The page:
Forum for Science, Industry and Business

Sponsored by:     3M 
Search our Site:

 

Computational model sheds light on how the brain recognizes objects

09.06.2010
Could help advance artificial-intelligence research

Researchers at MIT’s McGovern Institute for Brain Research have developed a new mathematical model to describe how the human brain visually identifies objects. The model accurately predicts human performance on certain visual-perception tasks, which suggests that it’s a good indication of what actually happens in the brain, and it could also help improve computer object-recognition systems.

The model was designed to reflect neurological evidence that in the primate brain, object identification — deciding what an object is — and object location — deciding where it is — are handled separately. “Although what and where are processed in two separate parts of the brain, they are integrated during perception to analyze the image,” says Sharat Chikkerur, lead author on a paper appearing this week in the journal Vision Research, which describes the work. “The model that we have tries to explain how this information is integrated.”

The mechanism of integration, the researchers argue, is attention. According to their model, when the brain is confronted by a scene containing a number of different objects, it can’t keep track of all of them at once. So instead it creates a rough map of the scene that simply identifies some regions as being more visually interesting than others. If it’s then called upon to determine whether the scene contains an object of a particular type, it begins by searching — turning its attention toward — the regions of greatest interest.

Chikkerur and Tomaso Poggio, the Eugene McDermott Professor in the Department of Brain and Cognitive Sciences and at the Computer Science and Artificial Intelligence Laboratory, together with graduate student Cheston Tan and former postdoc Thomas Serre, implemented the model in software, then tested its predictions against data from experiments with human subjects. The subjects were asked first to simply regard a street scene depicted on a computer screen, then to count the cars in the scene, and then to count the pedestrians, while an eye-tracking system recorded their eye movements. The software predicted with great accuracy which regions of the image the subjects would attend to during each task.

The software’s analysis of an image begins with the identification of interesting features — rudimentary shapes common to a wide variety of images. It then creates a map that depicts which features are found in which parts of the image. But thereafter, shape information and location information are processed separately, as they are in the brain.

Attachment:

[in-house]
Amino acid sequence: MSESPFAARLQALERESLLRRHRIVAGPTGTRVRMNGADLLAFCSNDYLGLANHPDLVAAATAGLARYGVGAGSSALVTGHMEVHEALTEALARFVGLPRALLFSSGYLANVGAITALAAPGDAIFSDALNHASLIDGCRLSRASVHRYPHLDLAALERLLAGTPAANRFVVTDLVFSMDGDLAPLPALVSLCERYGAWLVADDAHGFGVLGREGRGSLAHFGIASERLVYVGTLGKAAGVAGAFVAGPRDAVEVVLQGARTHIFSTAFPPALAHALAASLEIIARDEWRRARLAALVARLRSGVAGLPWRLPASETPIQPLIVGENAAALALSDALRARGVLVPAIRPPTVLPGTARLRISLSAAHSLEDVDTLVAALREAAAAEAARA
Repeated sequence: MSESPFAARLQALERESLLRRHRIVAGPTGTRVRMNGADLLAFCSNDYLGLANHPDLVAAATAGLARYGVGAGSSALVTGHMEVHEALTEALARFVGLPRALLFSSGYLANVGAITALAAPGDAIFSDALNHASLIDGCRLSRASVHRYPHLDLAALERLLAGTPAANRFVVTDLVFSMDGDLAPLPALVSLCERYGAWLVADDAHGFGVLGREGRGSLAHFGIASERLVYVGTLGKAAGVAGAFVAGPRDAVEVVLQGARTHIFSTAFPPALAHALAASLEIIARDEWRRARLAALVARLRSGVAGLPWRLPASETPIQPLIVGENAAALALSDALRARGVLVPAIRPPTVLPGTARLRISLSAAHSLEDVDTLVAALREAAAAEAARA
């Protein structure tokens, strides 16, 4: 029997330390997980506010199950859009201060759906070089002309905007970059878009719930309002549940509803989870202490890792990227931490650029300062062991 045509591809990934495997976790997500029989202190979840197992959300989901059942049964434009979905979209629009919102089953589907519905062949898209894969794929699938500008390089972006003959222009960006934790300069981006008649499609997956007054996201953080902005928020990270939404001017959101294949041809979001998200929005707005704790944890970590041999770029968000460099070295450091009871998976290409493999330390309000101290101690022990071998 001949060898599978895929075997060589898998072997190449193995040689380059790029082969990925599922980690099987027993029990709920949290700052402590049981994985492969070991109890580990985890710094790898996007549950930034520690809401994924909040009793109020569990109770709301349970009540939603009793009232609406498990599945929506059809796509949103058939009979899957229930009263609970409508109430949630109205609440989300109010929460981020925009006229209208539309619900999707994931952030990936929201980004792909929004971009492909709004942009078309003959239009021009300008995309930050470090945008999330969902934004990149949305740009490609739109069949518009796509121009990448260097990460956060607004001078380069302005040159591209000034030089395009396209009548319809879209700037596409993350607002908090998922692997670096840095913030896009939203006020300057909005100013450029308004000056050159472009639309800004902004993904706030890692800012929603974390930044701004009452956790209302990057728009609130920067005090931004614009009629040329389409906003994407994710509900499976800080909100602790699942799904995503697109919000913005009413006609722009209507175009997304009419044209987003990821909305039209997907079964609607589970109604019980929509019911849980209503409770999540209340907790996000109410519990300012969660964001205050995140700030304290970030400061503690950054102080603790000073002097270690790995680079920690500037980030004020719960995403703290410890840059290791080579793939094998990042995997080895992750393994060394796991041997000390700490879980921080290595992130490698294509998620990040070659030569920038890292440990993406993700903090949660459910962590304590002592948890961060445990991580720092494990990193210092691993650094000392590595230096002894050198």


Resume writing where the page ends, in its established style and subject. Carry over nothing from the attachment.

The software creates a list of all the interesting features in the feature map, and from that, it creates another list, of all the objects that contain those features. But it doesn’t record any information about where or how frequently the features occur.

At the same time, it creates a spatial map of the image that indicates where interesting features are to be found, but not what sorts of features they are.

It does, however, interpret the “interestingness” of the features probabilistically. If a feature occurs more than once, its interestingness is spread out across all the locations at which it occurs. If another feature occurs at only one location, its interestingness is concentrated at that one location.

Mathematically, this is a natural consequence of separating information about objects’ identity and location and interpreting the results probabilistically. But it ends up predicting another aspect of human perception, a phenomenon called “pop out.” A human subject presented with an image of, say, one square and one star will attend to both objects about equally. But a human subject presented an image of one square and a dozen stars will tend to focus on the square.

Like a human asked to perform a visual-perception task, the software can adjust its object and location models on the fly. If the software is asked to identify only the objects at a particular location in the image, it will cross off its list of possible objects any that don’t contain the features found at that location.

By the same token, if it’s asked to search the image for a particular kind of object, the interestingness of features not found in that object will go to zero, and the interestingness of features found in the object will increase proportionally. This is what allows the system to predict the eye movements of humans viewing a digital image, but it’s also the aspect of the system that could aid the design of computer object-recognition systems. A typical object-recognition system, when asked to search an image for multiple types of objects, will search through the entire image looking for features characteristic of the first object, then search through the entire image looking for features characteristic of the second object, and so on. A system like Poggio and Chikkerur’s, however, could limit successive searches to just those regions of the image that are likely to have features of interest.